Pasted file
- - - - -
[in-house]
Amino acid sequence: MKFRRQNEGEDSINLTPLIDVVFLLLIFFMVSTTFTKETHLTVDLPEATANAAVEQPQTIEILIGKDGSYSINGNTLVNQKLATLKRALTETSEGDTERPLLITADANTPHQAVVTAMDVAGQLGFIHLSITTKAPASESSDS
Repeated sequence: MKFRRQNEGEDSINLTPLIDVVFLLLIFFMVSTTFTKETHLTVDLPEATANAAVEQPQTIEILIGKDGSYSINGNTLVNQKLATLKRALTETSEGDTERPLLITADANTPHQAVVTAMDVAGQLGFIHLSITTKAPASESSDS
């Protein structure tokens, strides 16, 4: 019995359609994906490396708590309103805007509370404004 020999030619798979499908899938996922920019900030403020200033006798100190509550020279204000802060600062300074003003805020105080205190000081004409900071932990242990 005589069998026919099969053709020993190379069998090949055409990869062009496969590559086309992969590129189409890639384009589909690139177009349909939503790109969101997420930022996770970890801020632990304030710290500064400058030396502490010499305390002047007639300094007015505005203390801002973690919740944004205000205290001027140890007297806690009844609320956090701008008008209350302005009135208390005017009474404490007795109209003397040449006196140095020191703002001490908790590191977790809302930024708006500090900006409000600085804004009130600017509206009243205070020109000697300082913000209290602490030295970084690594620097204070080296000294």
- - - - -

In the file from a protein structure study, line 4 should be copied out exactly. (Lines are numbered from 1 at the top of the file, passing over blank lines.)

């Protein structure tokens, strides 16, 4: 019995359609994906490396708590309103805007509370404004 020999030619798979499908899938996922920019900030403020200033006798100190509550020279204000802060600062300074003003805020105080205190000081004409900071932990242990 005589069998026919099969053709020993190379069998090949055409990869062009496969590559086309992969590129189409890639384009589909690139177009349909939503790109969101997420930022996770970890801020632990304030710290500064400058030396502490010499305390002047007639300094007015505005203390801002973690919740944004205000205290001027140890007297806690009844609320956090701008008008209350302005009135208390005017009474404490007795109209003397040449006196140095020191703002001490908790590191977790809302930024708006500090900006409000600085804004009130600017509206009243205070020109000697300082913000209290602490030295970084690594620097204070080296000294």